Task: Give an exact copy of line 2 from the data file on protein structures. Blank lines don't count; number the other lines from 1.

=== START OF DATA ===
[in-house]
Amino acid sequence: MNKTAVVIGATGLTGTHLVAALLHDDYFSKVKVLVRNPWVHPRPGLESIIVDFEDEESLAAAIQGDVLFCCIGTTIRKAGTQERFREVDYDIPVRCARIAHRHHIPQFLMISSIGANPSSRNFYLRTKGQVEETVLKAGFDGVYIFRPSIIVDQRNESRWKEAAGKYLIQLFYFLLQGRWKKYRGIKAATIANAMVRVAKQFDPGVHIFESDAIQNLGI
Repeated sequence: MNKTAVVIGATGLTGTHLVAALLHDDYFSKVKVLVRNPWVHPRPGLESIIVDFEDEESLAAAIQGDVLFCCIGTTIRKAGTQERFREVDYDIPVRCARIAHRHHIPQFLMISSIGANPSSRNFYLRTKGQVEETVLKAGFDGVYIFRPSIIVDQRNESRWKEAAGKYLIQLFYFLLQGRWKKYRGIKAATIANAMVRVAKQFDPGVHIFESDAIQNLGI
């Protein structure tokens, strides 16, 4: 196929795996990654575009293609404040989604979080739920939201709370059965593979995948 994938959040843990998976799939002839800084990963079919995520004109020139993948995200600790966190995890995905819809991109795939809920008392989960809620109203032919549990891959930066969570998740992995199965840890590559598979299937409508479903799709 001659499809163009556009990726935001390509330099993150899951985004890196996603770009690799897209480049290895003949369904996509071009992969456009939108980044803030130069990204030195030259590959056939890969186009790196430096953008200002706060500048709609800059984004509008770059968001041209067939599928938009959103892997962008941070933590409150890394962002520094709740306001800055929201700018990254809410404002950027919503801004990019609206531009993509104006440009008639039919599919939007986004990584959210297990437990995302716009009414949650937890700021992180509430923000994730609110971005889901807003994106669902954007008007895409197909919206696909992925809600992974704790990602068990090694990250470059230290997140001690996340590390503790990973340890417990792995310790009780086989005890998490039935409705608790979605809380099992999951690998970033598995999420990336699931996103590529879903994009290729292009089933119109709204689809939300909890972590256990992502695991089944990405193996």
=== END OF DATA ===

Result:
Amino acid sequence: MNKTAVVIGATGLTGTHLVAALLHDDYFSKVKVLVRNPWVHPRPGLESIIVDFEDEESLAAAIQGDVLFCCIGTTIRKAGTQERFREVDYDIPVRCARIAHRHHIPQFLMISSIGANPSSRNFYLRTKGQVEETVLKAGFDGVYIFRPSIIVDQRNESRWKEAAGKYLIQLFYFLLQGRWKKYRGIKAATIANAMVRVAKQFDPGVHIFESDAIQNLGI